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Study finds pharmacist intervention improved diabetes control for Hispanic patients

Young Hispanic man measuring his blood glucose level.

A new study published September 28, 2023, in JAMA Network Open found that an intervention involving patient assessments by trained pharmacists in conjunction with primary care physicians led to better glycemic control among Hispanic patients with T2D.

The patients’ blood glucose levels fell by a mean of 0.46% within a year of participating in at least one visit with a UCMyRx-trained pharmacist from a UCLA program, according to the research.

The UCMyRx program was launched in 2012 in the Los Angeles area across 38 primary care clinics. Under the program, clinical pharmacists who undergo training in motivational interviewing are integrated within primary care practices. Their functions include evaluating laboratory results and vital signs, performing medication reconciliation, and gauging medication adherence using a standardized measure.

In the study, the researchers noted a sensitivity analysis revealing that just one pharmacist intervention visit was linked with notably lower blood glucose levels. However, visits in excess of the median number of visits did not appear to have a significant effect.

The study did not identify a major difference in systolic BP change, but this co-primary endpoint measure was at a comparatively low level among study participants from the onset, with a mean of 136 mm Hg, the researchers noted.

“A pharmacist-led intervention may be a strategy for improving some outcomes among Hispanic patients with type 2 diabetes,” the researchers said. Further, they noted that economic models have predicted that a 0.4% decrease in A1C concentration would significantly reduce microvascular and macrovascular complications among patients with diabetes over 25 years, taking into account age, sex, risk factors, and preexisting complications. ■

Adult obesity prevalence remains high, prevention and treatment needed

According to the most recent population data from CDC, 22 states have an adult obesity prevalence at or above 35%, up from 19 states in 2021. In contrast, no state had an adult obesity prevalence at or above 35% a decade ago.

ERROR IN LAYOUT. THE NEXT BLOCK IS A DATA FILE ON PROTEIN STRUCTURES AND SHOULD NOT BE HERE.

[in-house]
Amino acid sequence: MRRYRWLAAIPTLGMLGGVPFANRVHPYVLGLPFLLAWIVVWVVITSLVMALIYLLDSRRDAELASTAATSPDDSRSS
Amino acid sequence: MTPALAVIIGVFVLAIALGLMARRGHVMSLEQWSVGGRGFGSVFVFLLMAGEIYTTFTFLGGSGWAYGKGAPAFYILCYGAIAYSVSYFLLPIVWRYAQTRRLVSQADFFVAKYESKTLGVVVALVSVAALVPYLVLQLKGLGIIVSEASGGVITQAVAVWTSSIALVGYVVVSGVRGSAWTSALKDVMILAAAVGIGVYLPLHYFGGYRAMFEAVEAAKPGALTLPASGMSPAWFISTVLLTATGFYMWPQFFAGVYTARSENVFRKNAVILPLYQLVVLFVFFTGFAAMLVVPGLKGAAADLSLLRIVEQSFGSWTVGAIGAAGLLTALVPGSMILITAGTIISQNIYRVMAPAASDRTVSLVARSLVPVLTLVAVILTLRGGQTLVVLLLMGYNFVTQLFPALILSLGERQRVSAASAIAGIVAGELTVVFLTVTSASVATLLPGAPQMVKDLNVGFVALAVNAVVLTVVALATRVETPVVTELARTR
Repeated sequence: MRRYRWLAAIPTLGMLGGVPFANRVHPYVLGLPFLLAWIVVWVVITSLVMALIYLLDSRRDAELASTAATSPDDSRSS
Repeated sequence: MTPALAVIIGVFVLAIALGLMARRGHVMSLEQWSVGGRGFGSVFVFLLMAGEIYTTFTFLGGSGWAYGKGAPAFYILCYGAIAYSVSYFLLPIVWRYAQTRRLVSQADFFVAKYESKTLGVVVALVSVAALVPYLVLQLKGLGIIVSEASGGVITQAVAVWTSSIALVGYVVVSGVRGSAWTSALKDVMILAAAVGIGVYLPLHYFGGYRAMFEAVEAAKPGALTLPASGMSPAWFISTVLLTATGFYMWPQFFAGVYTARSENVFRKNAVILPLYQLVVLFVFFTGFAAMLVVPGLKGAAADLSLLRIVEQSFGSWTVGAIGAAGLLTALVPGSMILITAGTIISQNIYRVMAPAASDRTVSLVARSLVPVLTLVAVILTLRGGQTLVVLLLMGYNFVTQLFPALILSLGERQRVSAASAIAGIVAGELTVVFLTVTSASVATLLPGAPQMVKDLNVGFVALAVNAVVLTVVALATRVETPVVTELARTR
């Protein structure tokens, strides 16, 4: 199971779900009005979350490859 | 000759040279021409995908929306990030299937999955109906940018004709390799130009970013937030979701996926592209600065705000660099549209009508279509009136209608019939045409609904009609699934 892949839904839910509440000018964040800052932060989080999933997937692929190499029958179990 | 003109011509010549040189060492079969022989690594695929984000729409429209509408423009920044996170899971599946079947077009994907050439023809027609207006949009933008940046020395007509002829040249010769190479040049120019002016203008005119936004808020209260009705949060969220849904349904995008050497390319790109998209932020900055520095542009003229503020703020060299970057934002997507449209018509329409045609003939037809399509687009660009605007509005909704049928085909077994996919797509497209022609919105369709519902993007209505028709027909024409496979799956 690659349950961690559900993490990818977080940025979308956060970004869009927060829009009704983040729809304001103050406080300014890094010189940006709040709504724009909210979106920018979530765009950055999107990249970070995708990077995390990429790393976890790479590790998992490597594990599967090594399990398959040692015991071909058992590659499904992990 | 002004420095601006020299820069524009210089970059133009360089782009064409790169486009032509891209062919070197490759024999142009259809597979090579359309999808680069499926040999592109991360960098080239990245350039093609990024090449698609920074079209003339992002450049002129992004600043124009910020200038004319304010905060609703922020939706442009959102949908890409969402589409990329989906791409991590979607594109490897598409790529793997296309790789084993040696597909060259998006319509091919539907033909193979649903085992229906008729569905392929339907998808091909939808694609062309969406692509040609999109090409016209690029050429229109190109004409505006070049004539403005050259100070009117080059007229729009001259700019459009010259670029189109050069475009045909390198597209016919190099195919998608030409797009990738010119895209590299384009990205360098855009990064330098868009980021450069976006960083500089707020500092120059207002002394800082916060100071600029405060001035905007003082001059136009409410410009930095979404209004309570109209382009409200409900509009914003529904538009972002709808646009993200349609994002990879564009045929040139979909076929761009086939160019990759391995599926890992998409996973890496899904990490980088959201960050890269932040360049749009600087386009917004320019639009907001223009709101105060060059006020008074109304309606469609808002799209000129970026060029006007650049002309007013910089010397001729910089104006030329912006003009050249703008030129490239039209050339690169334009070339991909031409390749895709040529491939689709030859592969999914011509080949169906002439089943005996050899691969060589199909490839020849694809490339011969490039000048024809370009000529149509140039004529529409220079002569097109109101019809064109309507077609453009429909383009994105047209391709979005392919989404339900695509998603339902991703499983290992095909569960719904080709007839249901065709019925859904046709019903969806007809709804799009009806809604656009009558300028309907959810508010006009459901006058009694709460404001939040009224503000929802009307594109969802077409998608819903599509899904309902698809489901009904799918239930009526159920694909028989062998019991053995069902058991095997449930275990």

The 2022 Adult Obesity Prevalence Maps point to the need for population-based strategies to help individuals have access to safe areas for physical activity, healthy foods, health care services such as surgery and medication, and obesity treatment and prevention programs without stigma.

The data came from state-based, self-reported height and weight information in the Behavioral Risk Factor Surveillance System. Adults with obesity are more vulnerable to such health conditions as heart disease, stroke, T2D, certain cancers, worse COVID-19 outcomes, and mental health issues.

“Our updated maps send a clear message that additional support for obesity prevention and treatment is an urgent priority,” said Karen Hacker, MD, MPH, director of CDC’s National Center for Chronic Disease Prevention and Health Promotion in a CDC press release. “However, we know the key strategies that work include addressing the underlying social determinants of health such as access to health care, healthy and affordable food, and safe places for physical activity.” ■

Postnatal SSRI treatment could benefit both mother and child

A mother holding her sleeping child on her shoulder.

Findings from a study published August 29, 2023, in JAMA Network Open suggest that postnatal SSRI treatment may bring benefits in the long term to not only mothers, but also their offspring.

A total of 61,000 mother and child pairs participated in the cohort study. Participating women were recruited in weeks 17 to 18 of pregnancy from 1999 to 2008 and were prospectively followed after childbirth. Data analysis was performed between December 2021 and October 2022.

Researchers found that postnatal SSRI treatment reduced the risk of postnatal depression that related to maternal mental health, relationship satisfaction, and externalizing behaviors within the child’s early years.

According to the study, 10% to 15% of women are affected with postnatal depression, which is different from postpartum depression because it’s characterized by reoccurring depressive episodes that lead to a higher display of depression in the years after childbirth. Postpartum depression occurs immediately following childbirth. Postnatal depressive episodes not only affect a mother, but also the child, and can lead to long-term partner relationship issues, as well.

SSRIs are the preferred treatment for postnatal depression compared to other antidepressants, said study authors.

They also noted that their research could provide valuable information for clinicians and women with postnatal depression to make informed treatment decisions. ■

USPSTF’s new PrEP recommendation aims for more choices, greater impact

Photo of a blue PrEP pill.

According to a new recommendation statement published in JAMA, the U.S. Preventive Services Task Force (USPSTF) recommends that those at high risk of contracting HIV receive newer antiretroviral drug options for PrEP, including a long-acting option.

Truvada was the first medication approved for HIV prevention in 2012. In 2019, Descovy was added as a PrEP option, and the first injectable PrEP (Apretude) became available in 2022.